Minor keeps 'Idol' music in key

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The lives of Fox's "American Idol" contestants might be incredibly stressful and unpredictable, but as long as musical director Rickey Minor is in charge of the music, they have one less thing to worry about. He's overseen music at this year's Grammy Awards, produced the pregame music for the last seven Super Bowls and is slated to oversee the tunes at this year's Emmy Awards -- clearly establishing himself as the go-to guy for live music on television.

"I have a clear respect for all genres of music," says Minor, who has served as the show's musical director for the last three seasons. "I'm fortunate in that my background is very diverse. I came up at a time where you had to learn how to read music and write and arrange."

A Louisiana native, Minor moved to South Los Angeles at a young age, then attended UCLA, where he studied math and computer science before leaving at age 19 to play bass on a tour with Gladys Knight & the Pips. By 22, he was working with an 18-year-old Whitney Houston, and by 1989 he was her musical director. He left that post to pursue television in 1999 and turned down the initial offer to be "Idol's" first music director -- they couldn't afford him.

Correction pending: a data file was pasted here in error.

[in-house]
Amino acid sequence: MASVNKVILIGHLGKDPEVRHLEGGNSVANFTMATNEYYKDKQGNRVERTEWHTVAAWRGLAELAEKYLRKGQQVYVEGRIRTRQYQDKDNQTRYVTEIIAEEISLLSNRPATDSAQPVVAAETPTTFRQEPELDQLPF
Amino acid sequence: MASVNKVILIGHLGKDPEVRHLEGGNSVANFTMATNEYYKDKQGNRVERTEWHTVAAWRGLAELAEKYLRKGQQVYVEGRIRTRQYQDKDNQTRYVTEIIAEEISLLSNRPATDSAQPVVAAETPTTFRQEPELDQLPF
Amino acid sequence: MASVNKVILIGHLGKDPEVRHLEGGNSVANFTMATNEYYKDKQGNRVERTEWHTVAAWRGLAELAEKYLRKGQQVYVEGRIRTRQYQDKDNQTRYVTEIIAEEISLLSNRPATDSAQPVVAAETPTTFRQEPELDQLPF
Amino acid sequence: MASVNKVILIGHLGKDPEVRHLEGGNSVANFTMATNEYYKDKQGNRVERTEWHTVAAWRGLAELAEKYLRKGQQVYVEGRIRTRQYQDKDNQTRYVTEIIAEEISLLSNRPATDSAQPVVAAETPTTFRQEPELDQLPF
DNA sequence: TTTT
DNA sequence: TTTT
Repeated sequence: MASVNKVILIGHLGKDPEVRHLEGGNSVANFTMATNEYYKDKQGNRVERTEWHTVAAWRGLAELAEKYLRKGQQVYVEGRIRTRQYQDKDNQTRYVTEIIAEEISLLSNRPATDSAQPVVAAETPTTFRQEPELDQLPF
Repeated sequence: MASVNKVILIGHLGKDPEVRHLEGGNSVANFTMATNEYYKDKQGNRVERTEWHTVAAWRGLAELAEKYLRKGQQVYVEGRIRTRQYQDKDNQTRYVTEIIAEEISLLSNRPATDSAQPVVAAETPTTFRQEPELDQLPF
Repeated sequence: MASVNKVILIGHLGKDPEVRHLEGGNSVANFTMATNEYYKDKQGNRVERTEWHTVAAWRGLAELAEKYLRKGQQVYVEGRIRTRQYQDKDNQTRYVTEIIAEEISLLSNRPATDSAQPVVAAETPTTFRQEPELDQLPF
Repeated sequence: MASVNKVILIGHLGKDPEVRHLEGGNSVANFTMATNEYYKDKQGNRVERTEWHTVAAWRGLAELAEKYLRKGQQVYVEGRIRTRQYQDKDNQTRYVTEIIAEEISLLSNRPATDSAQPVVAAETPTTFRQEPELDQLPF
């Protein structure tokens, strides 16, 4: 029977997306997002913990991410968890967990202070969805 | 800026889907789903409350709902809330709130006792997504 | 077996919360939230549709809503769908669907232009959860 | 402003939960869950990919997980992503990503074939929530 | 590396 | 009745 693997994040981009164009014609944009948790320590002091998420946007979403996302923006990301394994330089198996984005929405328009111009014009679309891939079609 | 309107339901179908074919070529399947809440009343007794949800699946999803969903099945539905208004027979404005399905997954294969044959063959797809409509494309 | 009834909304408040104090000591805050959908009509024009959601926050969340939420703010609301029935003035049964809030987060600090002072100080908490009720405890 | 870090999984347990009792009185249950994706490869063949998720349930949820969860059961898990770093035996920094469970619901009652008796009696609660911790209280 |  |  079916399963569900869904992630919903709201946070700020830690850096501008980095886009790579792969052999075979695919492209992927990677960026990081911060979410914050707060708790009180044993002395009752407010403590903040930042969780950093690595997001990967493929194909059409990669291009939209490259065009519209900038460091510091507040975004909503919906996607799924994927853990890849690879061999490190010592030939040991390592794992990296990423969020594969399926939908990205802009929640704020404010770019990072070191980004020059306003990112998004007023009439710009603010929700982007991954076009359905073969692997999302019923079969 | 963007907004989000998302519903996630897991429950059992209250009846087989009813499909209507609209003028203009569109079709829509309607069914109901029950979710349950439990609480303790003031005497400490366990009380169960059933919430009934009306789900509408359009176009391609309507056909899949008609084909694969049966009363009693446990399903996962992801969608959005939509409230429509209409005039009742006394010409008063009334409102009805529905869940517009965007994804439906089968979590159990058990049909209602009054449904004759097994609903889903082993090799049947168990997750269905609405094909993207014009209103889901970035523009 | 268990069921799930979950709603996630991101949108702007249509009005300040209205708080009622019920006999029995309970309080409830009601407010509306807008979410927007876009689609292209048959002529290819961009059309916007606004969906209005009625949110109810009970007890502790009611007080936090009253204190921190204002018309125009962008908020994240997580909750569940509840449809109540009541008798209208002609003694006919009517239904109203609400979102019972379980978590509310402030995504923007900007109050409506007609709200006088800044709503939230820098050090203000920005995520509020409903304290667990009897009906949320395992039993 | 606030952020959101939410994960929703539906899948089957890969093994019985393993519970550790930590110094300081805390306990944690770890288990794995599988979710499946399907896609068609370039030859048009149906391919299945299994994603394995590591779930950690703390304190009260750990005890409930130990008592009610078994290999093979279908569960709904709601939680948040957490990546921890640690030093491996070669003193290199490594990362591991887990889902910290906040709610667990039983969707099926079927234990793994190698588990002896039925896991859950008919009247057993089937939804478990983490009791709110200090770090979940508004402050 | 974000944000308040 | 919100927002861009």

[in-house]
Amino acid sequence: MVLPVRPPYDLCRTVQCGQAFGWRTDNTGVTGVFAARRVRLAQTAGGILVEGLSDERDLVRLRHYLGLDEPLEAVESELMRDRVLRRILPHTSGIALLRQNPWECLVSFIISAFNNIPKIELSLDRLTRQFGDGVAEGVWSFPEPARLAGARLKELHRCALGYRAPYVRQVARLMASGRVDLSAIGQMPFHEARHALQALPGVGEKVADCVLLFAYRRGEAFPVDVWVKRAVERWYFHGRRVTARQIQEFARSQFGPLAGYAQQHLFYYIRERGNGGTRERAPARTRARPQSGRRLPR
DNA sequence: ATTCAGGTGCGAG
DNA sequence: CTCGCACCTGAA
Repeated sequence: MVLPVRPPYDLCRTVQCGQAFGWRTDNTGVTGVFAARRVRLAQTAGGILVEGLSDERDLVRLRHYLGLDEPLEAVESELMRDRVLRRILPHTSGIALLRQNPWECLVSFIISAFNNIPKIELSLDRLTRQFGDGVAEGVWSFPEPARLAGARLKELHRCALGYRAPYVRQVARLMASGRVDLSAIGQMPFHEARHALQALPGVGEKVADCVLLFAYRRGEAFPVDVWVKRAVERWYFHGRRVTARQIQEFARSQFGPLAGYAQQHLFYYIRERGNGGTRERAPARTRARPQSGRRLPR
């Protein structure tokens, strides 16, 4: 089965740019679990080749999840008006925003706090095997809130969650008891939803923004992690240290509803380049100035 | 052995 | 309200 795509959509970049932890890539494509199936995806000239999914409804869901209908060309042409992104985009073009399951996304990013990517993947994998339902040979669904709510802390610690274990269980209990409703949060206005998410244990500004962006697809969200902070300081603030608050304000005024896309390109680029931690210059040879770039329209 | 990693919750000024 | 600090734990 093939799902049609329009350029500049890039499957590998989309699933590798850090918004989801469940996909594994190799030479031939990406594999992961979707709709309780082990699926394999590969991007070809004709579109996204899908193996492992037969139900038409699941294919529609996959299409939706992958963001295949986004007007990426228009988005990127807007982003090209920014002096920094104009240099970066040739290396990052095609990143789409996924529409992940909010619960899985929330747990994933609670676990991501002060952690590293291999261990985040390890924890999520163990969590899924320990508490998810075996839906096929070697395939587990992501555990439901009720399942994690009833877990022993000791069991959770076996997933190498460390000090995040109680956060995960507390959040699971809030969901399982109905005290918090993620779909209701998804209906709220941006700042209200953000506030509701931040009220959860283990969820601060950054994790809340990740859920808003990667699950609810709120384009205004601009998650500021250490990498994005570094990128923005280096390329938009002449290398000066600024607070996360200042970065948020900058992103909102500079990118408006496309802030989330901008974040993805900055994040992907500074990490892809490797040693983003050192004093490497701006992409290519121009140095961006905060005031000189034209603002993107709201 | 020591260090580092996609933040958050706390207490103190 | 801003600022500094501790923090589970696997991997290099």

"They decided, with it still being a new show, they didn't want the cost of having me do the show," Minor says of his first meeting with show creator Simon Fuller and the other "Idol" executive producers. "They didn't think the kids deserved to have A-class music."

But by the time "Idol's" 2004 Christmas special rolled around, the show had become a major success -- and he was hired for Season 4. After his first episode, Minor decided to change the prerecorded "karaoke-like" nature of the music on the show and bring in a live band. "I told the producers, 'Live music is gonna help foster a whole new type of contestant that does rock or country or any of those things. This is what they'll be faced with if they make it. This gives them an edge,'" he recalls.

After a day of negotiations, the producers relented. Now, as Minor says, "Basically, I have full autonomy to run the music department the way I see it needs to run."

Working with 22 musicians and 15 arrangers, Minor oversees the rehearsals, arrangements and performances for each of the contestants. He calls it a "tedious and time-consuming process," but he still finds time to have a one-on-one conversation with each contestant after the day's rehearsals. Whether it's making sure they get their "vocal rest," keeping their egos in check or keeping their audience in mind, Minor tries to instill "life lessons" from his nearly 30 years in the business.

"We're here to help them grow," Minor says. "It's bigger than the competition, and I tell them, 'The fact that you made it this far means that you're on the road to your own destiny. In doing so, know that there will be bumps on the road.'"

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